Any thoughts?

Hmmm... Good question. Just to err on the safe side, I'd say that going to 3/4" pipe would certainly do the trick! Thanks! Ed

Thank you so much. This is exactly what I was looking for. I am trying out a one month project where all dinners will be cooked outside weather permitting. I am curious to see the cost savings over using my old indoor stove that cost a fortune to run. Plus I have a few garbage bins of scrape oak, pine and cherry to use up. This will save me a lot of money. Thanks

Thanks for this great Instructable! Just to let you know, I took advantage of the CC license and translated it in French, on an instructables-like website targeted at LARP players. So far we only got positive reactions :).
http://www.trollcalibur.com/node/7452

Oh, and did I say it ? Thanks again :)

It is a pretty nice oven rack for certain areas
- i see you pound the uprights about a foot in the ground.

For an all round oven rack - you could use the same priciple of screwing the piping together but go for an A-frame style on each end.

No pounding of the uprights in the ground and might be a bit more stable all round.

I'm just thinking of if it rains and the ground soaks and your pots/ovens are full - the wind starts blowing - pots / ovens start swinging - you may find your next meal on the ground being eaten by the critters.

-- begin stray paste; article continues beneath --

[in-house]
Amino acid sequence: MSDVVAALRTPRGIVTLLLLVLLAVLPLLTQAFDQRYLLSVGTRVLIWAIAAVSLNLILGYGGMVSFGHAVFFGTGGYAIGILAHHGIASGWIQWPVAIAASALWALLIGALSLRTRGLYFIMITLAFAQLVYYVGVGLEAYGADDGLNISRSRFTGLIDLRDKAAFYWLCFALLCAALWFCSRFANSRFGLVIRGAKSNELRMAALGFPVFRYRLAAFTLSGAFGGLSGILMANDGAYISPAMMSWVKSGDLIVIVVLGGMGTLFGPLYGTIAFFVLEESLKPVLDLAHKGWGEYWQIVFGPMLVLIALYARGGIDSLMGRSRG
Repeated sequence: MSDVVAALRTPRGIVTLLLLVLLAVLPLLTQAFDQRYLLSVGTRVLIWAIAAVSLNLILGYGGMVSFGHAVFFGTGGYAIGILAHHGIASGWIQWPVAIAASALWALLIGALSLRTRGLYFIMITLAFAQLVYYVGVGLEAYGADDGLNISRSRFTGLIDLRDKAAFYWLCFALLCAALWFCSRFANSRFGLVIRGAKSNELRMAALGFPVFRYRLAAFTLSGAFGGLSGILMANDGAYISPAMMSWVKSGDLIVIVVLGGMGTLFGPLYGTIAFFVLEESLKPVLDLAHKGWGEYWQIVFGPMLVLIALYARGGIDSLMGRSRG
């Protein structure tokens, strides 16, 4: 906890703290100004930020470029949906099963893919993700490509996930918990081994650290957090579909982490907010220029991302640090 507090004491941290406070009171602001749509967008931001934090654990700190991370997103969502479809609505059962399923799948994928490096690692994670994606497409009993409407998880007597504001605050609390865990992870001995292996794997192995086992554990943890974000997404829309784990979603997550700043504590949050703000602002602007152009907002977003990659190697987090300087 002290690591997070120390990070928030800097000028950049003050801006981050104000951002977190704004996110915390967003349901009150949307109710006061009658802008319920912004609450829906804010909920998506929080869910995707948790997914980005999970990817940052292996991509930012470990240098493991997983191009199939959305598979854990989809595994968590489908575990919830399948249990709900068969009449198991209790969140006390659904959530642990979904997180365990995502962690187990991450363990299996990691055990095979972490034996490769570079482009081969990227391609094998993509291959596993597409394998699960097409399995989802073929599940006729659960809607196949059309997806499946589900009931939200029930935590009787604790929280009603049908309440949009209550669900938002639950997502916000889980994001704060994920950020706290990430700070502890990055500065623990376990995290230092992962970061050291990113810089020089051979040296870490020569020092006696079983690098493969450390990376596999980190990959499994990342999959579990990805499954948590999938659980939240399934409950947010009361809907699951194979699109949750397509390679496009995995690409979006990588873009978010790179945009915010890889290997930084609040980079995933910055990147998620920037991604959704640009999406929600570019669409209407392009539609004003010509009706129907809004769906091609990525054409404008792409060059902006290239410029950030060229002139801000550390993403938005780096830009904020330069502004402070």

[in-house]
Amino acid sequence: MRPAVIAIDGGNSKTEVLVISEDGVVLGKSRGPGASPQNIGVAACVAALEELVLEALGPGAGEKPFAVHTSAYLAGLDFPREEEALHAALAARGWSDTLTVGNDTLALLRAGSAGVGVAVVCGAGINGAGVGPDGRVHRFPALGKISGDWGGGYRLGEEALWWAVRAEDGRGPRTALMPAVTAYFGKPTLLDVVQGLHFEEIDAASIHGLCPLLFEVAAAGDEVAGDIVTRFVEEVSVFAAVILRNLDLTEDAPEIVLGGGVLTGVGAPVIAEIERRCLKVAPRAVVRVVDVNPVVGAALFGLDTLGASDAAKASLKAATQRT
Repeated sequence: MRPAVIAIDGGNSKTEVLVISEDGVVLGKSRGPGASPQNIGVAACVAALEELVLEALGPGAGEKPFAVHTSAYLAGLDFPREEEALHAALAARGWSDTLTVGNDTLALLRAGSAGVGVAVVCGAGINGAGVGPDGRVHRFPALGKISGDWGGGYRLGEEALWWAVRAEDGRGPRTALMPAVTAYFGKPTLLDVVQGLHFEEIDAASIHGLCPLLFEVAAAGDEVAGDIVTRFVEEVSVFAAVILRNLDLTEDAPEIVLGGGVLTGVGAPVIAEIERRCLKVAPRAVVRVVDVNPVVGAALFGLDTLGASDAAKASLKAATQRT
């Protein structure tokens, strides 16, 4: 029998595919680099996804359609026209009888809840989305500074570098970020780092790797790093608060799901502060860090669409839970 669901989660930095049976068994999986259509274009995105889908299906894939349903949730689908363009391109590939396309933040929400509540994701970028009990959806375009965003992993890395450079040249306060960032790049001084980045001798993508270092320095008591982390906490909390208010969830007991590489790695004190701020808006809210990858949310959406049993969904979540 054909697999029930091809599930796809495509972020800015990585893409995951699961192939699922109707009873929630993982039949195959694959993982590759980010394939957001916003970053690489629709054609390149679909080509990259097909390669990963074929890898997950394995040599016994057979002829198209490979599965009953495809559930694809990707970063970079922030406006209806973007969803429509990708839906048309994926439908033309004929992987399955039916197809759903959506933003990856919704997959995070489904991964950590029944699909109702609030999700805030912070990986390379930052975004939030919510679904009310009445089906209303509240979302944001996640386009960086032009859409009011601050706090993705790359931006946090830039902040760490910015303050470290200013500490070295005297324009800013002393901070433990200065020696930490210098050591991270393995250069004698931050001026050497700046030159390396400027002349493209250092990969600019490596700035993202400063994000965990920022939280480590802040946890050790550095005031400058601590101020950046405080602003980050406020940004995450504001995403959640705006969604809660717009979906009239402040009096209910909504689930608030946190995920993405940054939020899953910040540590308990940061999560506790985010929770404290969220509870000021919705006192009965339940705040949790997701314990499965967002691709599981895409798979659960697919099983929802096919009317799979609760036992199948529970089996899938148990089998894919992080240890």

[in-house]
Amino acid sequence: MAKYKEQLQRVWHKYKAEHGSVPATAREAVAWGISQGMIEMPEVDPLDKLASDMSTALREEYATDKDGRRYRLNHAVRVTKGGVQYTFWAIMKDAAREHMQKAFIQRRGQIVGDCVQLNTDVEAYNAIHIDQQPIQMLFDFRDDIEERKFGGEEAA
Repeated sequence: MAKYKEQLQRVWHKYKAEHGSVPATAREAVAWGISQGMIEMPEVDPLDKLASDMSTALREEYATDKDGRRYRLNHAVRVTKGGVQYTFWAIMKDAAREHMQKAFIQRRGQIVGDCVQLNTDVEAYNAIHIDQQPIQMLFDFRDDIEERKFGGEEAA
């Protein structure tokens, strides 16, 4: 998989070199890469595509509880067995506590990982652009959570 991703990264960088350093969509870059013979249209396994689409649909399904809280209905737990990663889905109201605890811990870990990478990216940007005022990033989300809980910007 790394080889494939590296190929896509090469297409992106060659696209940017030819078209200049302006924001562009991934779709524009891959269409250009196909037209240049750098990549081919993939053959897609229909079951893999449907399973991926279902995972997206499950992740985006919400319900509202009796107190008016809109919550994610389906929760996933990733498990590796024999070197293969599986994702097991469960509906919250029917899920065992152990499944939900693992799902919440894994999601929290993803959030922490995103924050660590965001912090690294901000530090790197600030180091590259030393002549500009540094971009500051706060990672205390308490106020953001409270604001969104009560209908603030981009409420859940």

Plus with an A-frame style you can go with lighter weight piping for the uprights.

another idea just looking at it - to prevent the pots chain from slipping you could use say 10" pieces of piping - with a coupler 1.5"nipple - then  coupler then 10" piece and the same again to make up the horizontal support (top pipe) the nipple in the middel of the couplers would prevent the chain from slipping side to side or down the pipe - say if you tip the pot/oven to one side - like scooping out that last deliscious drop of campifire stew...?

just some thoughts... but nice job and one last question...

So... when is dinner being served?

I really like this Instructable for a campfire cooking rack. Being able to take the whole thing apart to store it or transport it makes it even more appealing.

I also like the suggestion to add tee-connectors to the bottom of each leg. To avoid having to stake the connectors to the ground, though, you could run another length of pipe through each of the bottom tee-connectors to make the whole thing stable and free-standing.

Neat idea!

Step 3 - Perhaps putting a piece of wood on the pipe before whacking it with the back of an axe might be a tad safer for the metal. Black pipe tends to crack or shatter when struck repeatedly. If this critical point breaks we'd starve. ;)

Another thought - if you put Ts at the bottom of the vertical pipes you might not need to pound this in the ground. You could anchor the inverted Ts with a few stakes made out of rebar bent in a U shape.

Cheers!

This are great! You could also set two of these side by side and that way you could hang 4 pieces of chain to suspend a grill above the fire that you built right in the middle.

There's plenty of room to hang 4 medium pots on a single rack. By using a 6-foot piece of lateral pipe, more than enough room would exist.

You are correct. I should have said this would make it a great grill.

I did vote for your instructable.